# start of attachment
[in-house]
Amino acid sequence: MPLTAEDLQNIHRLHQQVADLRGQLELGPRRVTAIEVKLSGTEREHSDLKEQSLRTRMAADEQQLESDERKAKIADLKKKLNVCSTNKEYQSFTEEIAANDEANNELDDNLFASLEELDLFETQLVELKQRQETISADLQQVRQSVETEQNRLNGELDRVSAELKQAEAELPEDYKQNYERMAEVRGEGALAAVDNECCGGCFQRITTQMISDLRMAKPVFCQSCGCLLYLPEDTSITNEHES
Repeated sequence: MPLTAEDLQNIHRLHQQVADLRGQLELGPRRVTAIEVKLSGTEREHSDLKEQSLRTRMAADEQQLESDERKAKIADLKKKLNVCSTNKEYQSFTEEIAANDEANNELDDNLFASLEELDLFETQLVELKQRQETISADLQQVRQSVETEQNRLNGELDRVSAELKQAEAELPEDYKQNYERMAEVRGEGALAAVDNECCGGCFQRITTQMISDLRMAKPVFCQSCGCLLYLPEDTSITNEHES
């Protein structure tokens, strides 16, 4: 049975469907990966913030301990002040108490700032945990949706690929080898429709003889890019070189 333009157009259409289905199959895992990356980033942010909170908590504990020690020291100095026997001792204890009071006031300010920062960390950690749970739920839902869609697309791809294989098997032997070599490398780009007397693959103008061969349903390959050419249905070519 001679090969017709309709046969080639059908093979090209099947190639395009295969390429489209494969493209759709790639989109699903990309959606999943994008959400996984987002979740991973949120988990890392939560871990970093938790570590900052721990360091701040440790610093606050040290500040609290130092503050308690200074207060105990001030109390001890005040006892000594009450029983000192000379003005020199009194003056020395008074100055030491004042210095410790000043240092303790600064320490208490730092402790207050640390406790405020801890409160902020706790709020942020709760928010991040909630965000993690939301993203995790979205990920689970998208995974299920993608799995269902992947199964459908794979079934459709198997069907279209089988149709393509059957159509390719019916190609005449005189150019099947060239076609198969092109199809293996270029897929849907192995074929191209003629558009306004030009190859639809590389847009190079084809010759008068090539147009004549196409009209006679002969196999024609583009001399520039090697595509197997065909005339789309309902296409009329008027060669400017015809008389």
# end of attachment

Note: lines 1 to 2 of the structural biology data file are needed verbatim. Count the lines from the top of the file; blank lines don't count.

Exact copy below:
[in-house]
Amino acid sequence: MPLTAEDLQNIHRLHQQVADLRGQLELGPRRVTAIEVKLSGTEREHSDLKEQSLRTRMAADEQQLESDERKAKIADLKKKLNVCSTNKEYQSFTEEIAANDEANNELDDNLFASLEELDLFETQLVELKQRQETISADLQQVRQSVETEQNRLNGELDRVSAELKQAEAELPEDYKQNYERMAEVRGEGALAAVDNECCGGCFQRITTQMISDLRMAKPVFCQSCGCLLYLPEDTSITNEHES